Santa Ana's Samuel Martinez Gonzalez was born in Mexico, came to the United States at the age of 16 with dreams of leading a prosperous life and, though he gained permanent resident status, now is scheduled to be deported as a despicable felon.
In 2011, Dallas-based Department of Homeland Security (DHS) agents assigned to human trafficking and working with Orange County Sheriff's Department deputies arrested Gonzalez, who transported three minor girls–one 15 years old and two 16-year-olds–from Texas for a prostitution ring based out of motels in Garden Grove and Orange.
According to a DHS report, Gonzalez–who lived entirely off the prostitution earnings of the minors plus one adult hooker–offered the girls a trip to California “to kick it.”
Some of the minors' family members in Texas contacted police and a nationwide missing children report got issued.
After on-the-ball officers located the girls walking on Fourth Street in Santa Ana, the minors were initially uncooperative, but later reported they had been anxious to visit Southern California to see the Pacific Ocean.
Gonzalez bought his employees a large box of condoms, revealing clothes, placed Internet sex ads that failed to disclose their ages and waited for the phone to ring.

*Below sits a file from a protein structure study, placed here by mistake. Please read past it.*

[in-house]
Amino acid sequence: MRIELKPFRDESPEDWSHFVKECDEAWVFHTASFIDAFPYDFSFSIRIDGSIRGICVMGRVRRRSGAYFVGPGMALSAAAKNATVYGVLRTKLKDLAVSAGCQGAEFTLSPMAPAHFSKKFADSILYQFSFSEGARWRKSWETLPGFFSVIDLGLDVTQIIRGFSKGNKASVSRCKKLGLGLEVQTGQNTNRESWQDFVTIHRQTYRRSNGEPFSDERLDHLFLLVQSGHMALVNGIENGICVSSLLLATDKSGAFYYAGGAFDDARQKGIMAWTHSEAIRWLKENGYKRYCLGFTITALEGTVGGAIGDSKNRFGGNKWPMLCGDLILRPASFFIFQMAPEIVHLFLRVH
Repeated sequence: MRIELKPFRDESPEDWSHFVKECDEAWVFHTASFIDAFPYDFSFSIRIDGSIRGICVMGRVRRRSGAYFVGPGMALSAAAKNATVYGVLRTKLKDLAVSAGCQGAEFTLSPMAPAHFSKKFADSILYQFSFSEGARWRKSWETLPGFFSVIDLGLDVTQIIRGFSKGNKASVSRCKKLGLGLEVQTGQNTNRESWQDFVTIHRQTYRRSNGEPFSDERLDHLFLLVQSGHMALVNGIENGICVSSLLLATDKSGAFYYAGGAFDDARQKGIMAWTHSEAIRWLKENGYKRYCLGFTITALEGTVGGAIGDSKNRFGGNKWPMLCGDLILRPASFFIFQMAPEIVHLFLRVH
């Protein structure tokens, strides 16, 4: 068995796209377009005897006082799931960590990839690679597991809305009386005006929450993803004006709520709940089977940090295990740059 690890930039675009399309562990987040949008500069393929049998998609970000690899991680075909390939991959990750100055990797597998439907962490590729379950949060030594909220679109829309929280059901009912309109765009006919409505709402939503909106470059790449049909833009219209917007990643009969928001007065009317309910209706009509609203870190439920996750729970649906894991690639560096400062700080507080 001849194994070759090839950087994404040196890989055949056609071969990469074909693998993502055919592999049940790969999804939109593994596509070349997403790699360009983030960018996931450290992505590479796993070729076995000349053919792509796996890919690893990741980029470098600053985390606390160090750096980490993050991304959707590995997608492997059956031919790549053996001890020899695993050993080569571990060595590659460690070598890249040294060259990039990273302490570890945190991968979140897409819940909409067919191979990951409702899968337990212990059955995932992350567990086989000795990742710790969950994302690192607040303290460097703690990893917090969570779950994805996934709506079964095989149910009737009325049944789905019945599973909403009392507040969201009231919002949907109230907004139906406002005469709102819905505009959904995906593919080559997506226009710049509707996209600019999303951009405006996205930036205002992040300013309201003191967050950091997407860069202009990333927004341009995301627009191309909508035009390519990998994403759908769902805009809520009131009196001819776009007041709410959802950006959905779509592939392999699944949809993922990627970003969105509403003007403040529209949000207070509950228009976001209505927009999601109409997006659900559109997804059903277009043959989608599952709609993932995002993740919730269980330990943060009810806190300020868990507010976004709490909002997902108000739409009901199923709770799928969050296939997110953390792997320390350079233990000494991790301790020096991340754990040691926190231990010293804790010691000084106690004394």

During the adventure, an Orange County John tied up and brutally assaulted one of the minors.
This week U.S. District Court Judge Andrew J. Guilford decided that the appropriate punishment for Gonzalez is 63 months in prison.
When the 26-year-old pimp–who isn't married but has an 11-year-old daughter living with her mother in Texas–emerges from custody he'll be banned from coming within 100 feet of schools, playgrounds, youth centers or any place children gather.
That condition probably is meaningless given that Gonzalez will be deported from the U.S. after he serves his prison sentence.
He hopes to be housed in a federal prison in Texas so that his mother can easily visit him.
CNN-featured investigative reporter R. Scott Moxley has won Journalist of the Year honors at the Los Angeles Press Club; been named Distinguished Journalist of the Year by the LA Society of Professional Journalists; obtained one of the last exclusive prison interviews with Charles Manson disciple Susan Atkins; won inclusion in Jeffrey Toobin’s The Best American Crime Reporting for his coverage of a white supremacist’s senseless murder of a beloved Vietnamese refugee; launched multi-year probes that resulted in the FBI arrests and convictions of the top three ranking members of the Orange County Sheriff’s Department; and gained praise from New York Times Magazine writers for his “herculean job” exposing entrenched Southern California law enforcement corruption.